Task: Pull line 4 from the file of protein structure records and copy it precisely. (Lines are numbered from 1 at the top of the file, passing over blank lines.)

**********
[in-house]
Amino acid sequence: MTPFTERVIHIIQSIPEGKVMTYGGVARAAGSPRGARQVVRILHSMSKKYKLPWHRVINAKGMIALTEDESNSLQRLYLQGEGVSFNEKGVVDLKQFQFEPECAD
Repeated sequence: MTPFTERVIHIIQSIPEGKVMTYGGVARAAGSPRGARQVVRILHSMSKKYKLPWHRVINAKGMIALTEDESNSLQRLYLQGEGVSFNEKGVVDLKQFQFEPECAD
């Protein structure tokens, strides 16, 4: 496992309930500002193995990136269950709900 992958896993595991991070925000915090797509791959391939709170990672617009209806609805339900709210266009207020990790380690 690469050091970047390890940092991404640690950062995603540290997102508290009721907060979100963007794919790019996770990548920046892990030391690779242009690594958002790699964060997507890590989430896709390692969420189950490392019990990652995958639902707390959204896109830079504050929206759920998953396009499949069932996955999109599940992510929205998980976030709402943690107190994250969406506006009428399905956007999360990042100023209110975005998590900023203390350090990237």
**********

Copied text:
């Protein structure tokens, strides 16, 4: 496992309930500002193995990136269950709900 992958896993595991991070925000915090797509791959391939709170990672617009209806609805339900709210266009207020990790380690 690469050091970047390890940092991404640690950062995603540290997102508290009721907060979100963007794919790019996770990548920046892990030391690779242009690594958002790699964060997507890590989430896709390692969420189950490392019990990652995958639902707390959204896109830079504050929206759920998953396009499949069932996955999109599940992510929205998980976030709402943690107190994250969406506006009428399905956007999360990042100023209110975005998590900023203390350090990237």